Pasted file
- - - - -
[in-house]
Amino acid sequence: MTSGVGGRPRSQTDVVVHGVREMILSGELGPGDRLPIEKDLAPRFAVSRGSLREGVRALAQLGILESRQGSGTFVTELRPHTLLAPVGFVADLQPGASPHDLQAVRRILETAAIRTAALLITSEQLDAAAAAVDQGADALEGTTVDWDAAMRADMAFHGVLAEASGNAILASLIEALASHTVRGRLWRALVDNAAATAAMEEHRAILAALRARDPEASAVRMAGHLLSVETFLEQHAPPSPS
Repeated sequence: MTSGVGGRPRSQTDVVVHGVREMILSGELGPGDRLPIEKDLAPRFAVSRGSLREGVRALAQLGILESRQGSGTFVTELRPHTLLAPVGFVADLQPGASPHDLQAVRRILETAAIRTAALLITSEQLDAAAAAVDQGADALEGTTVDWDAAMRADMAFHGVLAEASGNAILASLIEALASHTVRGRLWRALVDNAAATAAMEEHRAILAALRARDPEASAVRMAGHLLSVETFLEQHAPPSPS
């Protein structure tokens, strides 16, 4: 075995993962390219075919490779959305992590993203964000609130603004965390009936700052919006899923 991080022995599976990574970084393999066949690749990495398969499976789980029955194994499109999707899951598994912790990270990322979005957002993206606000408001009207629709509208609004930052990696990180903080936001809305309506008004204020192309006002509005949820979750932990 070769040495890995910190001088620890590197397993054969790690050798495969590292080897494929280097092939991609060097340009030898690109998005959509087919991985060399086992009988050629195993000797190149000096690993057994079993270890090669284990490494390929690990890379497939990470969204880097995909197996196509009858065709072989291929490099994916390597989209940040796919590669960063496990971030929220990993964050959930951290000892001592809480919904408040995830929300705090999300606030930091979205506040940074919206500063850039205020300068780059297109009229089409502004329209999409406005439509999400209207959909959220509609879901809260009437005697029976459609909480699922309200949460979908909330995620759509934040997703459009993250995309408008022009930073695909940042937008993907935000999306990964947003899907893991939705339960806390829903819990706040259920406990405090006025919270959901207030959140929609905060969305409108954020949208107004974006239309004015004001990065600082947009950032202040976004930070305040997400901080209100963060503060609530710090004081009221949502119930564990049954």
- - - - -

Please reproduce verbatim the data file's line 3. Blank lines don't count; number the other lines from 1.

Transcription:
Repeated sequence: MTSGVGGRPRSQTDVVVHGVREMILSGELGPGDRLPIEKDLAPRFAVSRGSLREGVRALAQLGILESRQGSGTFVTELRPHTLLAPVGFVADLQPGASPHDLQAVRRILETAAIRTAALLITSEQLDAAAAAVDQGADALEGTTVDWDAAMRADMAFHGVLAEASGNAILASLIEALASHTVRGRLWRALVDNAAATAAMEEHRAILAALRARDPEASAVRMAGHLLSVETFLEQHAPPSPS